Don’t be put off by the scientific name (although the promise of rich botanic information is certainly a plus if that’s what you’re into): the Botanic Gardens are perhaps the quietest place, outside of the libraries, in the whole of Oxford. In a tranquil oasis in the middle of this most hectic of cities, you can almost hear your own heartbeat thumping as you wander between the immaculate flower beds. As the plants grow peacefully you can enjoy the tourist-free quiet and ruminate poetically to your heart’s content. Another plus is that entry is free for Oxford students (although I did land myself in a predicament when asked if I was one by replying tentatively ‘Yes, I think so’, and promptly being lampooned by the highly satirical assistant), and a free map of the gardens is included for the less intrepid and more tepid explorers.

These are the oldest gardens in Great Britain, with a 380 year history. Indeed, from the outside the architecture seems almost like any other college. What really makes the Botanic Gardens stand out from other impressive green spaces in Oxford is the abundance of plants that are useful for medicinal and scientific purposes. This means that you can crib up on your flower knowledge and use it to impress your sweetheart. And it’s not all science: the gardens also have a rich literary history. Lyra, star of Phillip Pullman’s bestselling His Dark Materials tril- ogy, visited it in the first novel, and Pullman himself is rumoured to have had his moment of inspiration when reading Blake on one of the benches.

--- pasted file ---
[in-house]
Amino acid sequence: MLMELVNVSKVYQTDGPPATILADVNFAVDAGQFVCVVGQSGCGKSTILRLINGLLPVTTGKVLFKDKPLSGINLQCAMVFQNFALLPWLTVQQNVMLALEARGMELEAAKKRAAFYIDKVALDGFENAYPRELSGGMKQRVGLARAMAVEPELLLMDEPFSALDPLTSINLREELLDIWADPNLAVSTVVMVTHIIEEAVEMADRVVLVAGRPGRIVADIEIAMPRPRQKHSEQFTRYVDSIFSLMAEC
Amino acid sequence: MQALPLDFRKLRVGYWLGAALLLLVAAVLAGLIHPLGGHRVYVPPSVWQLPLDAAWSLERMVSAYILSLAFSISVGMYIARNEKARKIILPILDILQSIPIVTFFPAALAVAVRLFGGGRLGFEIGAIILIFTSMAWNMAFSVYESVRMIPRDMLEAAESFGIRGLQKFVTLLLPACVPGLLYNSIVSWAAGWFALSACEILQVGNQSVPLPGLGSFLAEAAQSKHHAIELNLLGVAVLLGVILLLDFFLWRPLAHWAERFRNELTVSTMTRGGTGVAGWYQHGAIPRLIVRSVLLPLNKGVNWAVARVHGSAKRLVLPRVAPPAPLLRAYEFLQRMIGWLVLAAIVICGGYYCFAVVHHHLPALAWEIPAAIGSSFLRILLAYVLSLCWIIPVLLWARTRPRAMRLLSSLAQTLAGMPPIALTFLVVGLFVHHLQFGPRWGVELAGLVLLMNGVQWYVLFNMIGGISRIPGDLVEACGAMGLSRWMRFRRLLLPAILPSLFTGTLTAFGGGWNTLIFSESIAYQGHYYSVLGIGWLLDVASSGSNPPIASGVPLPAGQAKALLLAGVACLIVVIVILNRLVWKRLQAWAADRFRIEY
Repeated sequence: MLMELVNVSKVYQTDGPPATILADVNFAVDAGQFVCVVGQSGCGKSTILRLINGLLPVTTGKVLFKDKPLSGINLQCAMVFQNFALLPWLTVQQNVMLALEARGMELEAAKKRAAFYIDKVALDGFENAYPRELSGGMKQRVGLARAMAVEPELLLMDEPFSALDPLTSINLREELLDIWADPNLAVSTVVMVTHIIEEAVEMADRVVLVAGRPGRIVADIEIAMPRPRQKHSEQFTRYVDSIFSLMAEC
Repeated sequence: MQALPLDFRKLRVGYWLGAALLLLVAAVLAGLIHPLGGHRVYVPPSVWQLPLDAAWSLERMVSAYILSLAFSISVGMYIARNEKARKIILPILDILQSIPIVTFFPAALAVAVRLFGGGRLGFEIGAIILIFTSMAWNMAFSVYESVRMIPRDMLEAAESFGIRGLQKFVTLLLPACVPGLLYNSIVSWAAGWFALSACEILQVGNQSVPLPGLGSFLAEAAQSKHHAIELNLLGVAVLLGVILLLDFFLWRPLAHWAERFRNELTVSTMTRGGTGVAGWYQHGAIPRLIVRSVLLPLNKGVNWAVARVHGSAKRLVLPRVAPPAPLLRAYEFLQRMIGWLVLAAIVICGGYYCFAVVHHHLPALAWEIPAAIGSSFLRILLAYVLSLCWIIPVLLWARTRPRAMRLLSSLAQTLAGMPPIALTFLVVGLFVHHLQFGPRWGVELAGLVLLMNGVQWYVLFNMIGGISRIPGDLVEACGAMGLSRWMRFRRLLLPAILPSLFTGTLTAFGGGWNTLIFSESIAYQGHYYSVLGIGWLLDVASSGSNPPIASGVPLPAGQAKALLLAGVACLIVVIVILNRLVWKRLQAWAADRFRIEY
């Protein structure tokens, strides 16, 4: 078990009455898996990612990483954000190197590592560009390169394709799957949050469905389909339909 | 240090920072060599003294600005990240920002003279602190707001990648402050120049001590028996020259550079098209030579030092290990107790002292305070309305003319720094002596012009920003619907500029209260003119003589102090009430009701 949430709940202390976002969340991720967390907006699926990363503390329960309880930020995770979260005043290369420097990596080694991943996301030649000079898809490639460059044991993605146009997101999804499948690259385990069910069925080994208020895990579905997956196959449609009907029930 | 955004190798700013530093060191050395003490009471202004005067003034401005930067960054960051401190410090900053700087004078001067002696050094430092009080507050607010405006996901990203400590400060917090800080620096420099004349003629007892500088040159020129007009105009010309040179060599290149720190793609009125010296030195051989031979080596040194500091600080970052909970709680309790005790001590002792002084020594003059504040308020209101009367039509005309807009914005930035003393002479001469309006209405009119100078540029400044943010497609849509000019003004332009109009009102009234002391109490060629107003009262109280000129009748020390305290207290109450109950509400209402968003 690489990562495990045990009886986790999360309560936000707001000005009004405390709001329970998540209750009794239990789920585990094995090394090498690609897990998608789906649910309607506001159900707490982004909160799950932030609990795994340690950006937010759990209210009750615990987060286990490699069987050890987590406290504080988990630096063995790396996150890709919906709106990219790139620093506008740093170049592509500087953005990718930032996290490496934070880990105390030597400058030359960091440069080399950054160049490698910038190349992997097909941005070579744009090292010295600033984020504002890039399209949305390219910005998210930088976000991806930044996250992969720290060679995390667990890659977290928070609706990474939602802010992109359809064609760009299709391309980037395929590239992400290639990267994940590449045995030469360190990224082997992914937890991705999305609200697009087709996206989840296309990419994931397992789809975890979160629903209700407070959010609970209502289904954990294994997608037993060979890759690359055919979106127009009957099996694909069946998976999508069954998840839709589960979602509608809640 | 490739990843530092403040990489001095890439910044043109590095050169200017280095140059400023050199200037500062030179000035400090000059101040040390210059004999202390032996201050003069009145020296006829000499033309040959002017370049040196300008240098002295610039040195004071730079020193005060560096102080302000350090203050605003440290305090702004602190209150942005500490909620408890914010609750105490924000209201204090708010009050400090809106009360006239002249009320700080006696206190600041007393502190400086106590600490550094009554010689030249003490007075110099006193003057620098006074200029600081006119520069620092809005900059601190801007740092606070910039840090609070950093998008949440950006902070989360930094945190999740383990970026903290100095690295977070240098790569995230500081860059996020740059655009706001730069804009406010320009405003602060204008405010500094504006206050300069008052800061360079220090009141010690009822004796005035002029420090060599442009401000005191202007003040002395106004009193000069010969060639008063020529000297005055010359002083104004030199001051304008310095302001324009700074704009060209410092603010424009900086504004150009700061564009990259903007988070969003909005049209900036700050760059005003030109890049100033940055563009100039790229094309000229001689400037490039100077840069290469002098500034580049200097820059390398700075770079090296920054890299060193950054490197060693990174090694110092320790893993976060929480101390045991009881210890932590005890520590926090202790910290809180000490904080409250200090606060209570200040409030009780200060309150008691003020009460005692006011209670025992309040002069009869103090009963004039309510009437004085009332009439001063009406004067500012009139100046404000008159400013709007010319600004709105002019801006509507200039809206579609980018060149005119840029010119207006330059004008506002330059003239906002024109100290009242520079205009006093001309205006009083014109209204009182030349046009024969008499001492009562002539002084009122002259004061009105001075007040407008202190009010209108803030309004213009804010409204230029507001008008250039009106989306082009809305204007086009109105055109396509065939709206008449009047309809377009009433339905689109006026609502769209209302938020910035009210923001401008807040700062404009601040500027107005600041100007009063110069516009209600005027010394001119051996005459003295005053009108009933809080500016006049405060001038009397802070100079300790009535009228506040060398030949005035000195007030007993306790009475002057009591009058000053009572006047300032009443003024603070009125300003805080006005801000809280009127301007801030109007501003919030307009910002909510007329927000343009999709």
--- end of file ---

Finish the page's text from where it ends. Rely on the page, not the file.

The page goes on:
It’s worth noting that seasonal changes can make a big difference in the Botanic Gardens. In winter it can be a dark and gloomy place, the clouds looming over unimpressive beds and the cold wind sweeping up the expanses in the centre (the warm greenhouses are of course available all year round but might prove a bit sticky for a long term stay). But as summer rolls in the flowers blossom and the Botanic Gardens whisper to you invitingly. With the trees in bloom and the flower beds sprouting, it’s the perfect place to search for inspiration and feel awed by the majesty of Mother Nature. The only potential peril that faces visitors to the gardens is the risk of feeling rather insignificant in the presence of nature at its most glorious. But be bold! Fight this fear and remember that you too can have a part to play, however small, in this Edenic place. Bring a blanket and your most pretentious book, lie down and soak up the atmosphere.